Thank you very much for that kind introduction.
It’s a pleasure to be addressing you virtually today at the Housing 2020 Festival.
…And I’d like to thank the Chartered Institute of Housing for bringing together such a diverse group of leaders from across local government and the housing industry during these truly unprecedented times.
COVID-19 has challenged our society, our economy and our country in so many different ways.
But the British people have also shown incredible resilience and bravery….
…From the doctors, nurses and NHS staff who have worked selflessly since the start of this pandemic to our carers, teachers, and frontline workers in local government protecting the most vulnerable in our communities.
I also want to recognise everything that housing associations and social landlords have done to continue to meet their residents’ needs in the challenging circumstances of the past few months – not least in delivering vital support to vulnerable people.
Businesses from across the country, supported by a £160 billion fiscal response from government, have also risen to the enormous challenges before them.
That includes the construction sector who answered the government’s call in March to manufacture more ventilators as well as the wider house-building industry who have played a critical role in helping the country embrace the ‘new normal’ as we shift from response to recovery together.
The local lockdowns we’ve seen in Leicester, Preston and Manchester underscore our collective need to stay alert and remain vigilant over the coming weeks and months, especially as winter approaches.
And as a government, we will continue to stand by the vulnerable and those who have been hard-hit financially and personally by this pandemic.
Homelessness and evictions ban
Nearly 15,000 vulnerable people, including rough sleepers and the homeless, were housed in emergency accommodation at the start of this pandemic.
And we are building on these achievements through funding longer-term accommodation – 3,300 homes this year alone – along with tailored support so as few people as possible return to life on the streets.
Last month, we also announced additional protections for renters with a further stay on all housing possession proceedings in court.
That means that no action to progress new or existing claims for possession can be progressed for several weeks.
Thanks to new legislation we brought forward in August, landlords are also required to give 6 months’ notice to evict any tenant (private or social) – up from the 3 months required by the original provisions in the Coronavirus Act – except in the most serious of cases.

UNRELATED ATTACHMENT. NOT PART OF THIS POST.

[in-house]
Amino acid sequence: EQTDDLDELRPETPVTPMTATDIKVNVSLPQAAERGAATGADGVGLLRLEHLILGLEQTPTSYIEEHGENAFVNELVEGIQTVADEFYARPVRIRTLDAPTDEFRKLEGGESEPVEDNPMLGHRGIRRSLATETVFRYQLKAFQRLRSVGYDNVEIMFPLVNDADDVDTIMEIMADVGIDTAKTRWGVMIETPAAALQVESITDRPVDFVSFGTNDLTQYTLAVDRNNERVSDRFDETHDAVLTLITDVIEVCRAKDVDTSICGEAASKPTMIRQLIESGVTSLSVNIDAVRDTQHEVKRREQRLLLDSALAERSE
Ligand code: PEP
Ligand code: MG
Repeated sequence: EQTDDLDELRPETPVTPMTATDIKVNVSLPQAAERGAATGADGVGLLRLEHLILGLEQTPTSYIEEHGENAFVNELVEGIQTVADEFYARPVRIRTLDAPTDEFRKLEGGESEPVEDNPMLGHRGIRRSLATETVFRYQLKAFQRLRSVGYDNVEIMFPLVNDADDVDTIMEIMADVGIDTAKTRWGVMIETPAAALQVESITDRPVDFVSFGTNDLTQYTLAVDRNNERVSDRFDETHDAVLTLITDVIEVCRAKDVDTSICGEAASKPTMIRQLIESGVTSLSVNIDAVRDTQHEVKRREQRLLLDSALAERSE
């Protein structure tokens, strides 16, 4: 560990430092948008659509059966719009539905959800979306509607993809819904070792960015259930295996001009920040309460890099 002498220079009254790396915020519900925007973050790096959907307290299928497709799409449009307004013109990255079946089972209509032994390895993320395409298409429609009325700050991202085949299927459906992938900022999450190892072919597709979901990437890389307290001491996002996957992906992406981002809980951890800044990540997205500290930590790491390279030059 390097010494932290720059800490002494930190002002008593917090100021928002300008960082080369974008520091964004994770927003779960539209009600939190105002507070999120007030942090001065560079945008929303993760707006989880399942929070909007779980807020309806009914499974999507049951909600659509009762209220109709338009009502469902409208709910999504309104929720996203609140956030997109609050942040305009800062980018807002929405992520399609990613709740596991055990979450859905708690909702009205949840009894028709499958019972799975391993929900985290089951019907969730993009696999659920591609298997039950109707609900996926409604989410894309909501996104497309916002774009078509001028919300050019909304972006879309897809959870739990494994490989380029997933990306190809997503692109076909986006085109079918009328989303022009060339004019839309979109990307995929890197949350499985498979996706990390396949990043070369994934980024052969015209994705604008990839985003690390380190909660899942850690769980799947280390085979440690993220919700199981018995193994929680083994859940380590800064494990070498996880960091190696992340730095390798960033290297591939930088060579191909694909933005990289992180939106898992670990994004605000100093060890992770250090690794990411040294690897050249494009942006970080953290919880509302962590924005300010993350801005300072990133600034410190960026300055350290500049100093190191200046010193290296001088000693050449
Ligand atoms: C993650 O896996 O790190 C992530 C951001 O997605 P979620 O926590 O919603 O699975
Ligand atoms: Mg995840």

We also recognise that there are some occasions in which it is right that landlords should be able to start progressing cases quicker.
Through working with the Master of the Rolls’ working group, we’ve identified these types of cases which present the most strain for landlords.
Notice periods for the most serious circumstances, including notices in relation to anti-social behaviour and where over 6 months of rent is due, have therefore been reduced.
We are also working closely with the judiciary, legal representatives and the advisory sector to help courts offer appropriate protection for all parties once the stay on possession proceedings ends.
And we remain committed, once the urgencies of responding to this pandemic have passed, to bring forward legislation which would abolish Section 21 evictions altogether.
Our measures will ensure that struggling households in both the private and social rented sector are not forced from their homes as we head into winter, keeping them safe and preventing extra burden falling on the NHS….
Because we cannot be complacent about the scale of the challenge ahead of us in this national recovery.
And it’s right that we help families, communities and businesses to continue adapting to the ‘new normal’ and the realities of COVID-19…
But I also believe that we should fully utilise the coming weeks and months as a window of opportunity to lay the foundations for long-term economic growth while also building the homes this country needs.
Planning for the future white paper
For our part, we are fulfilling our promise to ‘build, build, build’ through a complete overhaul of our outdated and antiquated planning system.
As many of you know, last month my department announced radical new proposals for the country’s planning system, so that building homes is quicker, easier and more affordable than ever before.
Our Planning for the future white paper will reduce the burdens on small builders through simplifying the planning process and reducing its associated risks, delays and costs.
We are also rapidly accelerating the planning process by going digital and introducing a new system for local plans based on maps and data – not the 500-page, inaccessible planning documents of old.
I am keen to continue working closely with local authorities and the wider housing sector to make sure our proposed reforms work for everyone and that we get this right.
However, today, I want to directly address 3 myths that have surfaced in response to our planning reforms.
The first is the ill-founded criticism that our changes will diminish local decision-making.
Actually, our reforms will ensure consultation with local communities from the very beginning of the planning process.
Land will be designated into 1 of 3 categories – for growth, for renewal or for protection.
I want to be clear – local communities will play a central role in deciding the future of their areas, helping plan where development should go, what standard it should be and what it should look and feel like.
Far from removing communities from the planning process, these reforms inject greater democratic involvement into the system.
We want communities to have their say on setting the plan, rather than reacting to individual applications too late in the process.